By the time I was getting out of the taxi at the front door of the business premises, my colleague had quietly shared the news with those at the company who would benefit from knowing. Arriving for my meetings and being greeted with understanding and compassion was deeply moving, and I headed back to the airport at the end of the afternoon knowing I had the support of the people I work with in prioritising my son’s developmental needs over the coming months/years (while still working on our exciting projects together!).

I have a friend whose teenage son was diagnosed with Asperger’s rather late in his primary school years – we now have something in common that neither of us would have even thought about five years ago. Another friend has a child with Down’s Syndrome, and is working through transition from school to work – again, we now have conversations based on unexpectedly shared experiences. And there’s another friend who …

In short, what happened next was that through sharing my news (both fearful and hopeful) I was met with extraordinary support, understanding and optimism from friends, colleagues and students alike. I don’t know what I was expecting, but I know it wasn’t this. Is it that autism (and Asperger’s, specifically) have been so widely discussed in the community that people really do get it? It is that Asperger’s is seen by many as code for smart and quirky (although with a propensity towards a fixation with trains)?

Whatever it was and is, I appreciated this solid week of encouragement. And I was going to need it, because we were about to hit some serious snags in the socially appropriate behaviour category, enough to make the school principal ask me if I’d considered home schooling…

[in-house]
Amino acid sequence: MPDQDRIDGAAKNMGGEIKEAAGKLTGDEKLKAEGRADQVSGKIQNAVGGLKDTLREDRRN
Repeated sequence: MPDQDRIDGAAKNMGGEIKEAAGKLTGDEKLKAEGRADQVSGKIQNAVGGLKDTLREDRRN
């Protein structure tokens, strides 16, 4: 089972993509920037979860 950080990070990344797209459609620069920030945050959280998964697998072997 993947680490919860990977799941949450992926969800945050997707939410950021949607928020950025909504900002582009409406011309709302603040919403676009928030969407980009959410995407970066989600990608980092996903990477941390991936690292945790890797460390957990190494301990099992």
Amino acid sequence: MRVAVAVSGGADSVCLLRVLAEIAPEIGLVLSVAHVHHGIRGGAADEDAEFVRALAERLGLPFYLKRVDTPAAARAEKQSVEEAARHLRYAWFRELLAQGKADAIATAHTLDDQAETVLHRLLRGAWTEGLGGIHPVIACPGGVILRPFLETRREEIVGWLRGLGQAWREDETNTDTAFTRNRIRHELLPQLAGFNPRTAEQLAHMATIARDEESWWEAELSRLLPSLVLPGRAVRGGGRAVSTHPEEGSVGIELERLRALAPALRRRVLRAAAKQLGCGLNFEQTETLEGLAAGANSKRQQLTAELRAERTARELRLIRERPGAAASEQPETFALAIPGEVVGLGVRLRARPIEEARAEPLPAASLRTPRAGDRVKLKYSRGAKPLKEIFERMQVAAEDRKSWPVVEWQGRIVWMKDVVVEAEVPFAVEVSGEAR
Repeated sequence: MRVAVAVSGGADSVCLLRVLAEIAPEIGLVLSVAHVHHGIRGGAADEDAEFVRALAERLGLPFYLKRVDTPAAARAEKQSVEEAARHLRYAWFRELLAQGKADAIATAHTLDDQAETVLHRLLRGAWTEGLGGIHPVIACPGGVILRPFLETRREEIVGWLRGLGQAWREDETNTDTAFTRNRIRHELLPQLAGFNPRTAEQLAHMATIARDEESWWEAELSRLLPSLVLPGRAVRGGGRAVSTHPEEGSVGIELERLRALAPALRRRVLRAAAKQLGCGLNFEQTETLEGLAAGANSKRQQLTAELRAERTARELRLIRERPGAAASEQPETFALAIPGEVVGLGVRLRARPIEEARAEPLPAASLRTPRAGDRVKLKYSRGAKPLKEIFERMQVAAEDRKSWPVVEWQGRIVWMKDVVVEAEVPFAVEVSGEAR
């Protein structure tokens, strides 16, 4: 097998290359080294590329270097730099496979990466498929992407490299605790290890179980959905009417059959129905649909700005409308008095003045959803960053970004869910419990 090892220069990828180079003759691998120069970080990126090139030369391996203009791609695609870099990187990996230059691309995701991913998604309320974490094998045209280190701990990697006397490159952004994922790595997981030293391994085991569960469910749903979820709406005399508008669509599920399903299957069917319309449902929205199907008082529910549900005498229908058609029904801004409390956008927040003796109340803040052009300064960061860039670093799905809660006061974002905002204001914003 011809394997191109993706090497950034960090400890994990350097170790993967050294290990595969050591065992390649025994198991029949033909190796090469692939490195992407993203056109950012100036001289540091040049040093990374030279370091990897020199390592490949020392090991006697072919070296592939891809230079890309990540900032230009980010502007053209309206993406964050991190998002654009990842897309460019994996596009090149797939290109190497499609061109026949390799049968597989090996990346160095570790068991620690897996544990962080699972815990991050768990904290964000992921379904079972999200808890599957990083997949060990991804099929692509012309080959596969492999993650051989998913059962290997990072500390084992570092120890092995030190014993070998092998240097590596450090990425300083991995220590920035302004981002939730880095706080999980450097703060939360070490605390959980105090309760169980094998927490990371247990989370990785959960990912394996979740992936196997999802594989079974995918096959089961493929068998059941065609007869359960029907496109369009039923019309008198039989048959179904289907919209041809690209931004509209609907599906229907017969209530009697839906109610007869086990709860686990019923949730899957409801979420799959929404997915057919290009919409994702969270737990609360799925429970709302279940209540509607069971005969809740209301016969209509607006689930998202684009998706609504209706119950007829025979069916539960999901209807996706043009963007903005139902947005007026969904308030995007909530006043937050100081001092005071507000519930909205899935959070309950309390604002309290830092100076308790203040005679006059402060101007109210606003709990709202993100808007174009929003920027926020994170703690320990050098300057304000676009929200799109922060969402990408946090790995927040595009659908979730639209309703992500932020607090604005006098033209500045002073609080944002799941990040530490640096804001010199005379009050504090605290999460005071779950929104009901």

Shapes and Labels

I’m an educator and musician. I know from my experience that seeing shapes and noticing patterns is how children – and grown-ups – make sense of the world, and an important part of seeing and noticing is knowing the labels that belong to these shapes and patterns: once you know what a pentagon is you start to see them everywhere; knowing they are called pentagons means you can talk about them. Without that label ‘pentagon’ all the pentagons of the world merge with all the other unmentionable polygons of the universe in the arena of what-we-cannot-discuss.

I’m an advocate for students developing vocabularies about what they experience right from the start – no avoiding technical terms, no preservation of a mythical linguistic ‘innocence’. If the child is interested enough to want to talk about something they will learn how to say its name: exhibit A – hippopotamus.

Equally, I’m an advocate for not prescribing or limiting how children can perceive the world: correcting a child’s perceptions prevents the adult from learning about the structures the child has already conceived of – exploring a child’s perceptions is more joyous response and results in more learning, for everyone. Children operate quite logically, and if we can’t see the logic it’s not that it isn’t there, it’s that we haven’t figured it out yet.

And, as of nearly five years ago, I’m also a parent, the mother of a gorgeous little boy who has intrigued and delighted us since his arrival in the first quarter of 2007. He’s starting school this year, ahead of the game in some ways (able to read, to spell, to count beyond 100 and back again) and behind in others (following instructions, doing what the group does, making friends). The discrepancy between the ahead and the behind is certainly sufficient for him to be classified as ‘special needs’ and we know we are on the verge of a capital D diagnosis.

We’re going to learn that our son is Gifted, and we’re going to be told that he is somewhere on the Asperger’s end of the Autism Spectrum. We’ve seen enough specialists (and enough specialists have seen us) to know that this is what is coming.

It will be a relief. And it will be somewhat devastating. It will challenge who we think we are as a family, and it will confront the way my husband and I engage in our parenting. It will make us examine our own childhoods, and it will give us permission (just that little bit) to feel as exhausted by parenting as we really are.

And then there is the terror that the labels my son is given will prevent people from seeing his real dimensions, the fear that maybe labels will prevent him from knowing himself without overwhelming self-consciousness. The usual parenting anxieties as experienced through the lens of designated difference.

This blog is this story. Thank you for having me, and welcome.